The rule would cover use of Medicaid, Medicare Part D subsidies, SNAP and Section 8 housing vouchers. The agency asked for public comment on whether CHIP also should be included. It would not consider Medicaid or other benefits received by U.S. citizen children as a negative factor in their families’ legal residency applications, nor would it count WIC, earned-income tax credits or the Head Start pre-school program.

But that doesn’t mean immigrant families necessarily understand the proposed rule’s complexities, such as who would be affected and what programs would be covered.

The Urban Institute survey found that 62.9% of adults in immigrant families were aware to some degree of the proposed rule; those who had heard “a lot” about it were the most likely to report chilling effects on their family.

The Kaiser Family Foundation estimated last year that up to 2 million children who are U.S. citizens with immigrant parents could drop out of Medicaid and CHIP, and most would become uninsured. That’s because the parents would worry that their children’s use of those programs could jeopardize their legal status. Those concerns likely would spill over to children of undocumented immigrants, who are not covered by the proposed rule.

In 2016, there were 10.4 million citizen children with at least one parent who isn’t a citizen, and 56% had Medicaid or CHIP coverage. An estimated 27 million immigrants and their children are part of families with at least one member receiving public benefits, according to the Migration Policy Institute.

Healthcare leaders and advocacy groups say the proposed changes would have a massive impact on health-related services for low-income children and families. They say it could drive up uncompensated care costs, increase use of emergency departments, endanger maternal and infant health and heighten the risk of infectious disease epidemics. It also could shift major costs from the federal government to state and local governments.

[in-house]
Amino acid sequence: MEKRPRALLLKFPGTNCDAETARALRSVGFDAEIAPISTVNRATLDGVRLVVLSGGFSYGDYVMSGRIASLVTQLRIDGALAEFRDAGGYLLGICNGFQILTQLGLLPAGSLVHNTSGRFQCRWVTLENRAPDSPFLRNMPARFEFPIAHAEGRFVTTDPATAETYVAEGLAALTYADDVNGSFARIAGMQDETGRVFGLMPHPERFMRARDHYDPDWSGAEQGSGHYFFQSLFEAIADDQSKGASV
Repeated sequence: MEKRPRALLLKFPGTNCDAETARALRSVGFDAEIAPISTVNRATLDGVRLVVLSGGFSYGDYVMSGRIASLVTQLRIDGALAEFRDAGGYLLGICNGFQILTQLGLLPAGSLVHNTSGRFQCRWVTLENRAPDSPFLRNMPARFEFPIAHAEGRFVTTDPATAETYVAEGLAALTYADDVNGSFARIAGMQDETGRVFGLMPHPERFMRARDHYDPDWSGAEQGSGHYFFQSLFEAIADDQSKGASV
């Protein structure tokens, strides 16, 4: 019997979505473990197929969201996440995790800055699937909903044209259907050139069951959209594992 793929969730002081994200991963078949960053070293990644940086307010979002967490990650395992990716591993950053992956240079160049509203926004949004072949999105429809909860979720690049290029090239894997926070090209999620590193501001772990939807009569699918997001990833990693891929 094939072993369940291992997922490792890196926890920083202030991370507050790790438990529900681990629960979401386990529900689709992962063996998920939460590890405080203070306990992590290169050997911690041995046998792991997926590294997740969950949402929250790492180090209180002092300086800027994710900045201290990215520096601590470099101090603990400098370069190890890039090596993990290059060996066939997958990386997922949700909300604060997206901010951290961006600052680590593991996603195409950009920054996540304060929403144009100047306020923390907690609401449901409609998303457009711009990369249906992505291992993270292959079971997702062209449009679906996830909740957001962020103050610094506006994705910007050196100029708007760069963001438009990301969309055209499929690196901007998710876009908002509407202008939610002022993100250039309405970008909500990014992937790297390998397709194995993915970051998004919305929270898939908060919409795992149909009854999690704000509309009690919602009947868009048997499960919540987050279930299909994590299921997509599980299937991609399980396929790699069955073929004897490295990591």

“Our concern is if individuals decide not to enroll in health programs they are eligible for, it’s not that they won’t get sick. It’s just they won’t be able to access care and most likely will wind up in the emergency room sicker and costing more,” said Erin O’Malley, senior policy director at America’s Essential Hospitals.

Enrollment in Medicaid and CHIP dipped last year by about 1.6 million, including 744,000 children, according to a report by Families USA.

O’Malley said that reduction could be at least partly due to immigrants dropping out of Medicaid and CHIP or refusing to sign up due to the proposed rule.

“I’ve been surprised by just how sweeping the impact of this policy change could be on our member hospitals,” she said. “We have individual hospitals that serve populations that are at least 50% immigrant. They are concerned about what this could mean for providing care to their patients.”

Providers and advocates say there’s rampant misinformation in immigrant communities about the rule. But they are leery about giving people advice about whether to participate in public benefit programs because of uncertainty about how the proposed rule would be enforced. No one wants to give advice that could inadvertently lead to people being deported.

Even immigration lawyers are confused about the proposed rule, Hernandez said. Some are telling clients who are seeking political asylum not to apply for any benefits, even though the rule explicitly does not apply to them.

All this is taking place in an atmosphere of generalized fear due to the Trump administration’s broader crackdown on immigration, experts say.

“We’ve had parents come in and say they want to disenroll their children from CHIP despite the fact that the children are citizens born here in the U.S.,” Moore said. “They are frightened to even be on the radar.”

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Fear pushes immigrants out of Medicaid,CHIP, study finds –